- The Washington Times - Thursday, January 31, 2002

German Chancellor Gerhard Schroeder was to meet with President Bush and congressional leaders today, clearly hoping his performance as a statesman will enhance his sagging performance as a candidate.

The German leader skillfully held his center-left coalition government together during last fall's intense debate over whether to support the U.S.-led military campaign against terrorism in Afghanistan.

But having survived the war storm unscathed, the German chancellor faces an unexpectedly strong conservative challenge in federal elections in September, with his popularity dented by an anemic economy and a series of governmental missteps in recent days.

"It certainly doesn't hurt Schroeder back home to be seen talking to the American president about Afghanistan or the Balkans, but the real action right now is the domestic front. For Germany right now, it's the economy, dummkopf," said Clay Clemens, a specialist in German politics at the College of William and Mary.

German government officials say Mr. Bush and Mr. Schroeder will focus heavily on the Afghan campaign and the global war on terrorism. Germany, which has greatly expanded its military presence abroad under Mr. Schroeder, is under consideration to take over the Afghan security force from Britain in March.

Other issues on the table include the situation in the Balkans; Russia and the proposed enlargement of NATO later this year; tensions between India and Pakistan; and Argentina, which the German chancellor is expected to visit next month.

Mr. Schroeder will also be the first European leader to meet with Mr. Bush since the international outcry over the U.S. treatment of al Qaeda and Taliban prisoners from the Afghan campaign in Cuba.

European press accounts have been highly critical of the U.S. stance, and German Foreign Minister Joschka Fischer said he believed the captives should be considered formal prisoners of war. But Mr. Clemens said the issue has not loomed large in the German domestic debate.

But Mr. Schroeder, who formed a close link with former President Bill Clinton as a center-left "Third Way" politician, has plenty of troubles to deal with closer to home.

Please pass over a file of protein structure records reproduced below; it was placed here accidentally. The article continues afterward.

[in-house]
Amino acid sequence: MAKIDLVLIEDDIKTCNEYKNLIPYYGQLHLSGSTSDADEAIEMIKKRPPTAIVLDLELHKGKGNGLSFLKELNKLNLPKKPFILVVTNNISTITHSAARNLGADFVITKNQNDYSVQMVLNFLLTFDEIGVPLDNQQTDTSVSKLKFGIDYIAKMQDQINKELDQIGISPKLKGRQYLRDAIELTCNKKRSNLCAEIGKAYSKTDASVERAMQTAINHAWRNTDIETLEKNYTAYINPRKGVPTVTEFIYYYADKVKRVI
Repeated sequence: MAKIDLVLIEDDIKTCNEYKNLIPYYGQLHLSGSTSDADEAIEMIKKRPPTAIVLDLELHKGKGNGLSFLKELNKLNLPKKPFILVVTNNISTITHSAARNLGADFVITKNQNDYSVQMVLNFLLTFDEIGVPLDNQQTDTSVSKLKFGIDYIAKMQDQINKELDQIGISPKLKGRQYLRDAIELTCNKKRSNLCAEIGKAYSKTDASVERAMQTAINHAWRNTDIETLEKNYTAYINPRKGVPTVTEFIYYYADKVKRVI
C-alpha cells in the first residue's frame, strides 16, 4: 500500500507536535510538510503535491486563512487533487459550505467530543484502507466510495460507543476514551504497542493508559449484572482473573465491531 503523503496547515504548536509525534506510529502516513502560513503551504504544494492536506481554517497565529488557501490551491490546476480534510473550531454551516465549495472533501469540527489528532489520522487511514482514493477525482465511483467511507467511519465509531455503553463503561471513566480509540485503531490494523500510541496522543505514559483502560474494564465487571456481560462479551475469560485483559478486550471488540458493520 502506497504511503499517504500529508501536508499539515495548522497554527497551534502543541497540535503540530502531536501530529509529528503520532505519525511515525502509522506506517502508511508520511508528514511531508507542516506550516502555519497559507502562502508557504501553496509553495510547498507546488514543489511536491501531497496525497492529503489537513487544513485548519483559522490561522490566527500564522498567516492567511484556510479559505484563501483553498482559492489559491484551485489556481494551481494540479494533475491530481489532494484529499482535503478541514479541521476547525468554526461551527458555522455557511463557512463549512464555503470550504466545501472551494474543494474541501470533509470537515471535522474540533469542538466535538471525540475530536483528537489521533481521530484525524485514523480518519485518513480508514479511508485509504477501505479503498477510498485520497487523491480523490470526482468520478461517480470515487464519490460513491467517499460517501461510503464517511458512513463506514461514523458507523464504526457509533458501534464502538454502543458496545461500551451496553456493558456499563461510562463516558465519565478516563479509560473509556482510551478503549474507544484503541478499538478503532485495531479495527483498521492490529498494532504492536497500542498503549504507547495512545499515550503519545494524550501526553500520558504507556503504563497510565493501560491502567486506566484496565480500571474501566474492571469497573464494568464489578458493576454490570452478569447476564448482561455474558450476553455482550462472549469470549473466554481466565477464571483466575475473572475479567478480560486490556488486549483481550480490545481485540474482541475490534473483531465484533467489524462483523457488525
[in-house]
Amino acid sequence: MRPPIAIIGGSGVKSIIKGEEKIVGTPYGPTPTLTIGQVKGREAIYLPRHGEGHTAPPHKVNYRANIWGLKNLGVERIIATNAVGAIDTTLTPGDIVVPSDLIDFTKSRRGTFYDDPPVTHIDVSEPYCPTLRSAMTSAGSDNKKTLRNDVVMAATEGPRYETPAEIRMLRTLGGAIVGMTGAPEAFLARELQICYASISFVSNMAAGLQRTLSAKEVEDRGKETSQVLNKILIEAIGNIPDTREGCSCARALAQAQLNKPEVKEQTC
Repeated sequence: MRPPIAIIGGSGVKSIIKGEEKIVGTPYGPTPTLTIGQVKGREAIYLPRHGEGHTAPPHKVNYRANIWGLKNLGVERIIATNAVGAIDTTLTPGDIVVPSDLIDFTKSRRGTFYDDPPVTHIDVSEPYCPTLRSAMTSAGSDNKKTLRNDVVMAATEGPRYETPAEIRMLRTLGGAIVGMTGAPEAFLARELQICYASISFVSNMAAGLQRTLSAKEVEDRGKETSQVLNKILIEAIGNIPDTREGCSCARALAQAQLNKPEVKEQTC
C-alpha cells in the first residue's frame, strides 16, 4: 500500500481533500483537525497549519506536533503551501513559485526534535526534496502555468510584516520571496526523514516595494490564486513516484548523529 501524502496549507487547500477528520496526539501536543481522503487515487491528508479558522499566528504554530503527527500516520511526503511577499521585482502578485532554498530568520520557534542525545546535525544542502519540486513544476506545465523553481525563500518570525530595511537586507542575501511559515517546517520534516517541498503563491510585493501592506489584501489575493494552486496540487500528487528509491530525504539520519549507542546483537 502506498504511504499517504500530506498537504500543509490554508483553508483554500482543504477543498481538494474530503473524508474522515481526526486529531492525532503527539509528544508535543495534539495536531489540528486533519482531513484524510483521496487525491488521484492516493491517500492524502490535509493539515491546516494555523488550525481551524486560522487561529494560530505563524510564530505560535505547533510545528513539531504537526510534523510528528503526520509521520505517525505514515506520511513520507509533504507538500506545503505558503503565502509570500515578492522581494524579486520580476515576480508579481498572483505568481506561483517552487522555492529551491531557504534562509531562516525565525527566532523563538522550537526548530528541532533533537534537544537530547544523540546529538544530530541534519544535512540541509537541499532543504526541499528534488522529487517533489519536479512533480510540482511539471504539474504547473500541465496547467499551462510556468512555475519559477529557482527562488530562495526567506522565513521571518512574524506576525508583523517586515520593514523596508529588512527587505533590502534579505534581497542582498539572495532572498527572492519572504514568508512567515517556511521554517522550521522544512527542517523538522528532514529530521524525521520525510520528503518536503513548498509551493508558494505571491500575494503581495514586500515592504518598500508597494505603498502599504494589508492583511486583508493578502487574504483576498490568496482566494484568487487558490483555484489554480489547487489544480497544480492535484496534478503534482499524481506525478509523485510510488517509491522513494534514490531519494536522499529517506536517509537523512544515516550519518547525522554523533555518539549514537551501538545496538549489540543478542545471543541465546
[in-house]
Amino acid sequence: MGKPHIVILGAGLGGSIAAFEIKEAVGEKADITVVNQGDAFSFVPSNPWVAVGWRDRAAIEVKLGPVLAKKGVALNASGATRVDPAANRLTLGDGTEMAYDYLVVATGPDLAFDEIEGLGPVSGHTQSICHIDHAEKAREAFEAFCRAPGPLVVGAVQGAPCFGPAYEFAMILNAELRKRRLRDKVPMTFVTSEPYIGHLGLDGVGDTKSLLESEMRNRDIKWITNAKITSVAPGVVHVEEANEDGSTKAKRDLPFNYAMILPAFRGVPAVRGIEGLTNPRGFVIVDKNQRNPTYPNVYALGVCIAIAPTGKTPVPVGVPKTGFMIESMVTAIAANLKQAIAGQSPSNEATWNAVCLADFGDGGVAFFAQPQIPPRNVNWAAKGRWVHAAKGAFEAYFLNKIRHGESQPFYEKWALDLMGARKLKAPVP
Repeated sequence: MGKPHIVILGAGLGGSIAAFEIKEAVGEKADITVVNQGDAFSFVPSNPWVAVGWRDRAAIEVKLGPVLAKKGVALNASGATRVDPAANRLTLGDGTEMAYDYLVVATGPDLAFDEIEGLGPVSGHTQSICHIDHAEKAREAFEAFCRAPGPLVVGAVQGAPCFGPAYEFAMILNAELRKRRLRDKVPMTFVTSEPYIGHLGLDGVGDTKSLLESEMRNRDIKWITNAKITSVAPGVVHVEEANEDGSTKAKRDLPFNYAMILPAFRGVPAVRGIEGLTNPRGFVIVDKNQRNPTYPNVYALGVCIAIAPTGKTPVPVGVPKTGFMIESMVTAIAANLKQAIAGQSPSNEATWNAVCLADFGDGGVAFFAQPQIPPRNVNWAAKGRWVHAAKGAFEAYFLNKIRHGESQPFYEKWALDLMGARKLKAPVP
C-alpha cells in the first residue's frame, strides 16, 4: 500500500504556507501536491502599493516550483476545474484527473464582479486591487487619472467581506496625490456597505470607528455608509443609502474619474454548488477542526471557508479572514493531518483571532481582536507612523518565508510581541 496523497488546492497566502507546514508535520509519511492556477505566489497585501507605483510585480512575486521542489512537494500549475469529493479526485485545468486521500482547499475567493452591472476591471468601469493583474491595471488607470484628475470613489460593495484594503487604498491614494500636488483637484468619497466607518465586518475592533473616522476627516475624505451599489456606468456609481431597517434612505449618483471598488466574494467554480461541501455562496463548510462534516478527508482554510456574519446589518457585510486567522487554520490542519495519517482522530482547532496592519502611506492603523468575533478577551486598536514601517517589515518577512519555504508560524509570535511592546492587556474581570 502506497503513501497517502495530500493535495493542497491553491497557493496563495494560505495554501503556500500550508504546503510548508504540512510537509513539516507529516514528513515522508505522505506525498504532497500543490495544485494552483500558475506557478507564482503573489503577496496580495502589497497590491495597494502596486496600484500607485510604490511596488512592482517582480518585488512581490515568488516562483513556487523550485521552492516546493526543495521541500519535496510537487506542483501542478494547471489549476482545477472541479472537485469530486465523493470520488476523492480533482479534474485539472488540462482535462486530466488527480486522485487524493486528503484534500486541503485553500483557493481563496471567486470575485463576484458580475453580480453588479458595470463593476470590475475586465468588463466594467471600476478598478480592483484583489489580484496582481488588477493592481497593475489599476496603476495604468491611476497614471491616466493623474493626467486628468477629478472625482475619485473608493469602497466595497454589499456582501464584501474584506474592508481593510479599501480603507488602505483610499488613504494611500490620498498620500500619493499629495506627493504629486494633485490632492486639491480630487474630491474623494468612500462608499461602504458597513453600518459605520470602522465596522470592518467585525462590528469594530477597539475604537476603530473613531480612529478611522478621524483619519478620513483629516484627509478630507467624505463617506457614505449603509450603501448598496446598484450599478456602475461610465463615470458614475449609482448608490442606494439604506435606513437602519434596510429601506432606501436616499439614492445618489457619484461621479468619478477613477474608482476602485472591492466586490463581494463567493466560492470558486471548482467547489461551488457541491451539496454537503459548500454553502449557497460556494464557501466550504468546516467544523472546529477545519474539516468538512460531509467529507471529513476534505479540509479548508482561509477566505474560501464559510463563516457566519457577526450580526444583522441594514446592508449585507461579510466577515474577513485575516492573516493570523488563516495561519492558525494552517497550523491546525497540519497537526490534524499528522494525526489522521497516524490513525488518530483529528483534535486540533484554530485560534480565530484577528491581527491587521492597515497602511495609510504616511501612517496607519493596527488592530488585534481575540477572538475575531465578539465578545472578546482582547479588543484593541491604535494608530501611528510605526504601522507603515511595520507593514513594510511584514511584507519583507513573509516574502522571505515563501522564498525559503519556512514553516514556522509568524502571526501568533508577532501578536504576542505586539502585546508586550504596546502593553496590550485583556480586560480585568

Bavarian Premier Edmund Stoiber, selected earlier this month as the center-right's candidate for the September elections, has been hammering the 57-year-old chancellor for Germany's slow economic growth and rising jobless rate.

Bavaria's strong growth and low joblessness are in stark contrast to the federal government record, and Mr. Schroeder has found himself on the defensive.

Two polls taken shortly after Mr. Stoiber was selected Jan. 12 put the conservative coalition two percentage points ahead of the government, the first time in more than 18 months that Mr. Schroeder trailed.

The government yesterday revised downward its growth forecast for the year from 1.25 percent to 0.75 percent, and unemployment could hit the politically sensitive 4 million mark this year.

In a humiliating blow, Mr. Schroeder's government yesterday was publicly scolded by the European Union for ballooning budget deficits that could breach the union's maximum borrowing targets. The warning the first of its kind issued by the EU executive commission was even more painful because Germany had insisted on the targets back in the late 1990s as a means of keeping other EU governments in line.

The government took another hit this week over the botched handling of an effort to ban a rising neo-Nazi party. Germany's top court suspended hearings on the ban after it emerged that a key witness had been an informer for the internal security service.

The government forecasts an economic recovery later this year, and many still rate Mr. Schroeder, an energetic campaigner, as the favorite this fall.

But the recent bad news has clearly thrown the usually media-savvy chancellor off balance.

Mr. Schroeder has sparked a lively international row this week by threatening to sue German newspapers that have hinted he dyes his dark, wavy hair.

"Anyone who insinuates that I dye my hair insinuates that I always lie," the chancellor contended.

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